E-commerce: How to Deal with Out of Stock Products

Tad Chef
Tad Chef writes for SEO blogs from all over the world including his own one called SEO 2.0. He helps people with blogs, social media and search, both in German and English. You can follow Tad on Twitter @onreact_com to get his latest insights daily.

    Last September I have researched for a  jacket online. I’ve found numerous but none of them really fitted. There were always some issues. So at the end I bought a jacket in a real life retail store. This year I’ve cleaned up my bookmarks and looked up the jackets I’ve saved last year. Of course most of them were out of stock by now.

    It happens frequently that products are unavailable. The way e-commerce sites display out of stock items is the interesting part. Most sites failed here.

    Indeed I considered buying another jacket this year because the one I bought last time wasn’t perfect for all occasions. Sadly most of the stores made it very difficult. Some of them even fooled me to believe the jacket was still available until I looked closely.

    So I decided to write about this important issue when it comes to e-commerce: how to deal with out of stock products.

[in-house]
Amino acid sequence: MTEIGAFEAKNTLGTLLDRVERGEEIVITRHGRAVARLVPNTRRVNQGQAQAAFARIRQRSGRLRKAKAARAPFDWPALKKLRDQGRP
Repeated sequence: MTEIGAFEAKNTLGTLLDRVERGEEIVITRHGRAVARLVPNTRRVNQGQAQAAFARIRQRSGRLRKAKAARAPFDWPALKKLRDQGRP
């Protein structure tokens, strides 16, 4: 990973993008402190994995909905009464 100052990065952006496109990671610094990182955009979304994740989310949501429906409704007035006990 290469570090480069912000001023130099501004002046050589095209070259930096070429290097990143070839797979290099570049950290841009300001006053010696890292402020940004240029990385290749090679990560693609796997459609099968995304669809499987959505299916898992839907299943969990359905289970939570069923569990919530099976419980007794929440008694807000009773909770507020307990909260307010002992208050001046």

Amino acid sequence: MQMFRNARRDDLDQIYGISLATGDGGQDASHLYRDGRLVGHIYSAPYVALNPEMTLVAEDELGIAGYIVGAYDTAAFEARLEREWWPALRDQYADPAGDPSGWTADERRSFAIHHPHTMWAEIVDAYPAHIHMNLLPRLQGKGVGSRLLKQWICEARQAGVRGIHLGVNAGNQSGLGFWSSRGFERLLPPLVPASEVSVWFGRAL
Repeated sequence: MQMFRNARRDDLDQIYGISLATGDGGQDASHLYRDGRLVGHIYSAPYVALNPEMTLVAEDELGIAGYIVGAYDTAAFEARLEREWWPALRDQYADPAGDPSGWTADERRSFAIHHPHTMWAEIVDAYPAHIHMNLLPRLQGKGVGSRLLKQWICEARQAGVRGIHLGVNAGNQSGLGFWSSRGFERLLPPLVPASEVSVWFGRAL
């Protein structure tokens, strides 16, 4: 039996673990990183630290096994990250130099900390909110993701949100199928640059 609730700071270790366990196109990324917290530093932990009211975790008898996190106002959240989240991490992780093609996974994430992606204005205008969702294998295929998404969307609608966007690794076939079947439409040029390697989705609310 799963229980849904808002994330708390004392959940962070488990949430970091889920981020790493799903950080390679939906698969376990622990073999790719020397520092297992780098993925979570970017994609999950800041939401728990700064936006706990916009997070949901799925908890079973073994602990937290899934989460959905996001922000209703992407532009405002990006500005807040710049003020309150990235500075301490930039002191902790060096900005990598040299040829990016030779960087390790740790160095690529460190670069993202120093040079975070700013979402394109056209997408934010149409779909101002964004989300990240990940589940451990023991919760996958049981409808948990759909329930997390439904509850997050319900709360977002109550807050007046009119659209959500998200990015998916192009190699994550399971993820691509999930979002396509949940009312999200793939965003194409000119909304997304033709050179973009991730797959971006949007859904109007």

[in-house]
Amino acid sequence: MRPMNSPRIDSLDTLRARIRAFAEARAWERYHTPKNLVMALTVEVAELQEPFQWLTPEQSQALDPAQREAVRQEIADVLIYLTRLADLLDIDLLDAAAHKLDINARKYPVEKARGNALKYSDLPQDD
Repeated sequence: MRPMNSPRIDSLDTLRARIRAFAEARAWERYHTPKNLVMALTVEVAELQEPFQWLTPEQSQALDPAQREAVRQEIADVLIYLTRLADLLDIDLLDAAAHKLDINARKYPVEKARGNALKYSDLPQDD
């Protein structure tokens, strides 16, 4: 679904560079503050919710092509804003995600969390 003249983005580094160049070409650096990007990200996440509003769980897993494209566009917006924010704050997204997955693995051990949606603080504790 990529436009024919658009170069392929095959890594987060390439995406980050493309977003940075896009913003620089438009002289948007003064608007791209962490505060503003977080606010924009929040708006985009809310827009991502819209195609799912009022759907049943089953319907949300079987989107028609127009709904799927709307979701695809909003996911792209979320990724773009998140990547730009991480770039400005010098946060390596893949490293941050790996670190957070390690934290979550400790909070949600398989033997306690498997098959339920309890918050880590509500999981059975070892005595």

At first let me show you a few ways online stores deal with out of stock items, all of them more or less wrong of course:

     

    The Fine Print

    Many e-commerce sites just show the product page almost unchanged. Then there is some fine print saying that’s it’s out of stock or unavailable. Sometimes it’s even harder to spot. See this example:

    article_Out_of_stock_1

    Here only the size selection tells you that the jacket is sold out. So you have to look very closely to spot it all. This is almost deceptive. It’s both bad for users and for search engines. People are annoyed finding out that the item is sold out after they assumed it’s there. It’s like displaying it in your store window but not selling it.